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1. The ball becomes dead, when :
- It is finally settled in the hands of the Wicket Keeper or the Bowler.
- It reaches or pitches over the boundary.
- A Batsman is out.
- Whether played or not, it lodges in the clothing or equipment of a Batsman or the clothing of an Umpire.
- A ball lodges in a protective helmet worn by a member of the fielding side.
- A penalty is awarded under Law 20(Lost Ball) or Law 41.1 (Fielding the ball)
- The Umpire calls “over” or “time”
2. Either Umpire shall call and signal “dead ball”, when :
- He intervenes in a case of unfair play.
- A serious injury to a player or Umpire occurs.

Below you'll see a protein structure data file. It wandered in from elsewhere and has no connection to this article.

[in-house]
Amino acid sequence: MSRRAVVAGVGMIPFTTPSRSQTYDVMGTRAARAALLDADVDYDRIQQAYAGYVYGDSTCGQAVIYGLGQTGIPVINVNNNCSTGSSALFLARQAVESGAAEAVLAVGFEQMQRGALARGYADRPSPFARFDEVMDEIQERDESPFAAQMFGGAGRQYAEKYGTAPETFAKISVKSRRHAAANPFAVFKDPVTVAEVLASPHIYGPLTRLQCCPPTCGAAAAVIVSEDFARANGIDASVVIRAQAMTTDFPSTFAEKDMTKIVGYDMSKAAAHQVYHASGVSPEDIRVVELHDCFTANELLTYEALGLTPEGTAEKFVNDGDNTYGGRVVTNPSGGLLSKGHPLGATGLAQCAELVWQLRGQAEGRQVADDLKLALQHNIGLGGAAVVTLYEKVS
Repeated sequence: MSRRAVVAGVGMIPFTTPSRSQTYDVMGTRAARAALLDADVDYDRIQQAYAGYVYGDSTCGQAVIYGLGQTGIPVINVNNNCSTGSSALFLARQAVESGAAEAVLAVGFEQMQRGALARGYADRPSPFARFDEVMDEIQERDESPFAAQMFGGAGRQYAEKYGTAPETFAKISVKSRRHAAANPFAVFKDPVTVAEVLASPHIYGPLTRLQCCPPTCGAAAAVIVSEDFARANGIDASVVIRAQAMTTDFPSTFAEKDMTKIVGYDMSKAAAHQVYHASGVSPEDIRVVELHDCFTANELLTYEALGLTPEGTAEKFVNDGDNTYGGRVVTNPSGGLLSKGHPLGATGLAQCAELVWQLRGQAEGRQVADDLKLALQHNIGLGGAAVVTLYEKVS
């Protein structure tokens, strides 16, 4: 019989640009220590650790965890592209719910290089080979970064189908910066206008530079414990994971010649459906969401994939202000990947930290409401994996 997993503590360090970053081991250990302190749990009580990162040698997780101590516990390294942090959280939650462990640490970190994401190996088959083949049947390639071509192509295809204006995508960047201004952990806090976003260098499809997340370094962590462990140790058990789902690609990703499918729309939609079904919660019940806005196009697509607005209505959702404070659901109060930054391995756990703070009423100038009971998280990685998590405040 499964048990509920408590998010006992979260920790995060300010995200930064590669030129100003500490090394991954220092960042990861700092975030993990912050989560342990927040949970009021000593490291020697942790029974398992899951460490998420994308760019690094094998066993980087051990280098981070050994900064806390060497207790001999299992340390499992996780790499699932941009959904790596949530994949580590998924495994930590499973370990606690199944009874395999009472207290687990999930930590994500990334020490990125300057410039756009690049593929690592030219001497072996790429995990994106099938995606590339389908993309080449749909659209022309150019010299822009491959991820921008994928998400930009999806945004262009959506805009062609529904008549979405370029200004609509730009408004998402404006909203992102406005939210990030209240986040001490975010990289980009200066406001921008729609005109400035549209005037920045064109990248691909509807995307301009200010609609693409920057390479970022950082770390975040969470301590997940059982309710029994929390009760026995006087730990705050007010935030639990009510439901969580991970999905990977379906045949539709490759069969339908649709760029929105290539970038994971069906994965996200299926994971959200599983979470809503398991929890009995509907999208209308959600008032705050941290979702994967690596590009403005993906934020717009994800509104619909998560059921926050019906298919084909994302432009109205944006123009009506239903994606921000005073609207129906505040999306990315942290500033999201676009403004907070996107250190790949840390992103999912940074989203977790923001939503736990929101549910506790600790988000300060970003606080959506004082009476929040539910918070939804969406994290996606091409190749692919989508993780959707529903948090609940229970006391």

- He is satisfied that, for an adequate reason, the Striker is not ready to receive the ball and makes no attempt to play it.
- The Bowler drops the ball accidentally before delivery, or the ball does not leave his hand for any reason, other than in an attempt to run out the Non-Striker.
- One or both bails fall from the Striker’s wicket before he receives delivery.
- He leaves his normal position for consultation.
- He is required to do so under Law 26.3 (Disallowance of LegByes), etc.
3. The ball ceases to be dead, when :
- The Bowler starts his run up or bowling action.
4. The ball is not dead, when :
- It strikes an Umpire (unless it lodges in his dress).
- The wicket is broken or struck down (unless a Batsman is out thereby).
- An unsuccessful appeal is made.
- The wicket is broken accidentally either by Bowler during his delivery or by a Batsman in running.
- The Umpire has called “no ball” or “wide”.